Leaf Nation Logo

The Future of Glass

Abe Fleishman of Northstar Glassworks tells the Leaf about the return of DFO and where he sees the glass world heading.

Photo by Fletcher Wold

The Degenerate Flame Off started in 2010 with an advocacy of collaboration and encouragement of creativity, but most importantly, it built a community of functional glass artists often confined to the fringe. On the surface, it’s a competition – but DFO also allows artists to transcend the constraints of their normal work and actualize another level in their personal artistic journey. Put on by the team at Northstar Glassworks, not only do they have the most diverse color spectrum in the industry matched with top-tier quality, they’re a fierce ally of the artists who use their glass. 

And there’s more good news: After two long years, functional glass art from the underground is back in the PNW! Check out the return of DFO on May 20-22, where you’ll have the opportunity to watch these wizards twist beams of molten light in a delicate dance between states of order and chaos. Leaf Nation caught up with Northstar’s president Abe Fleishman for his thoughts on the glassblowing world and what to expect from the event after the two-year hiatus.

What have been some of the highlights of your career in the functional glass art community? 
The most exciting part of being the world’s premier colored glass manufacturer is seeing the works of art that artists make with our colored glasses. It takes a large team to produce the quality and volume of colored glass… I am always excited to see new colors that we develop for artists to use. I have been in the game for more than 25 years, so watching the industry become a community has been so heartwarming. When I started out, we had a very limited palette of colors and now we produce almost 220 different and unique colors for the lamp-working community to use. It’s like we are collaborating with each artist that uses our color glass. Watching the color rods turn into works of art is the most rewarding part.   

Glass pieces are becoming more and more valuable, fetching prices well into the six-figure range. Where do you think this will all lead? Will functional glass art merge with the mainstream art world? 
Since I have been in the industry for so long, I have had the chance to watch the price threshold change over the years. Seeing pipes sell into the six figures is one of the most exciting parts. The artists and collectors have a symbiotic relationship that helps drive the prices higher. For example, one of my good friends Buck Glass has pushed the boundaries of size, scale and details. His works of art have been sought after by big influencers and as his work gets better and better, the eye of the collector changes. Collectors pretty much control the prices, so that relationship is key with the artists. I would envision pieces going for close to a million dollars in the right setting. But that’s going to be very select people selling that. I don’t really see a need for functional art pieces needing to go mainstream because they are already there. The artists have created a collector base that is supporting the movement. Most galleries that try and sell functional art don’t really offer the artists a new clientele – they usually just fall back on what the artists have already built.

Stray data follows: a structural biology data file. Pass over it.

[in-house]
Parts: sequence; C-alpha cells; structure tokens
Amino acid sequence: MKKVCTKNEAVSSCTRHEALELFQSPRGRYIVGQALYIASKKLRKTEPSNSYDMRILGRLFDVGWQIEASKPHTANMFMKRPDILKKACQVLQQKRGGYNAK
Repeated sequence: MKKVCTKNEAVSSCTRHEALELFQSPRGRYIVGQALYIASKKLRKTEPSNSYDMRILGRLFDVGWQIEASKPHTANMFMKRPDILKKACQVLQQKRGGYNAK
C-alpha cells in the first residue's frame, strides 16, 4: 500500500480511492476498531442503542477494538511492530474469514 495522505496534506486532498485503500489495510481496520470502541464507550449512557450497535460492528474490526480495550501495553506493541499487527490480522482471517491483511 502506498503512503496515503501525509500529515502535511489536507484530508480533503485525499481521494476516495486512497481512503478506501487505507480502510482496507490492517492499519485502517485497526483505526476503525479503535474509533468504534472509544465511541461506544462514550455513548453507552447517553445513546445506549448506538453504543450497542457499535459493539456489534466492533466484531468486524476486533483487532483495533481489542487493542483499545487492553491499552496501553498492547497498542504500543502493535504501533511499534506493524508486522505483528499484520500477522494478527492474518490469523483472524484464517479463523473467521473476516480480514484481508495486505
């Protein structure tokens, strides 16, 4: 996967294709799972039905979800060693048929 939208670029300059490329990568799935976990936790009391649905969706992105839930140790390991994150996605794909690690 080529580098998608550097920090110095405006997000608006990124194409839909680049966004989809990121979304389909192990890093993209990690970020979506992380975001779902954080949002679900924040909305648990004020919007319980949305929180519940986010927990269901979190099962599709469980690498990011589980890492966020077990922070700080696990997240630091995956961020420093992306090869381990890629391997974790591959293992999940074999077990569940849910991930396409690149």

What are the three most important pieces of advice you’d give a novice glass blower?
For the novice glass blower, I would recommend perfecting the fundamentals of how glass works first – this will allow you to put what’s in your head into the piece you decide to work on. Try and create pieces of work that are unique to you and your personality. Build a strong network of stores or collectors that follow your work and demand pieces to sell or hold in their collection. The novice artist really needs to work hard to get their name out there. Make sure your Instagram, Facebook, and any other social media platforms are always full with new content. Go to trade shows to meet the other artists and store owners – this will help you get to see and understand how the community works. But my true advice is find something that resonates with you to show the client base! Try not to copy other artists’ styles – this can ruin your career before you start. 

With Degenerate Flame Off coming back after the Covid-19 restrictions, can you share with us a bit of the exciting things we might see at this event?
Well this year you will see our new venue that we are excited about! Plus, the layout will be different than years before. What I am excited about is seeing the community back together after a two-year break of no DFO! 

Any artists you are particularly stoked to see in action?
I am always excited to see all the artists at DFO. It’s like a family reunion, for real. I only have so much time, so it gives me a chance to finally say hello, give a hug or just a chat. I am overly excited to see everyone!

Tips for those who want to have an amazing time at DFO? 
The number one tip: meet as many artists as you can. DFO has always been the event that starts lifelong friendships and collabs! Be respectful of the venue rules and others around you. Covid is still a thing, so also be respectful of others’ views about the matter. But last and foremost, have fun! 

northstarglass.com | dfoportland.com | @dfofamilyreunion 

This article was originally published in the April 2022 issue of All Magazines.

View our archive on issuu.

Are you 21 or older? This website requires you to be 21 years of age or older. Please verify your age to view the content, or click "Exit" to leave.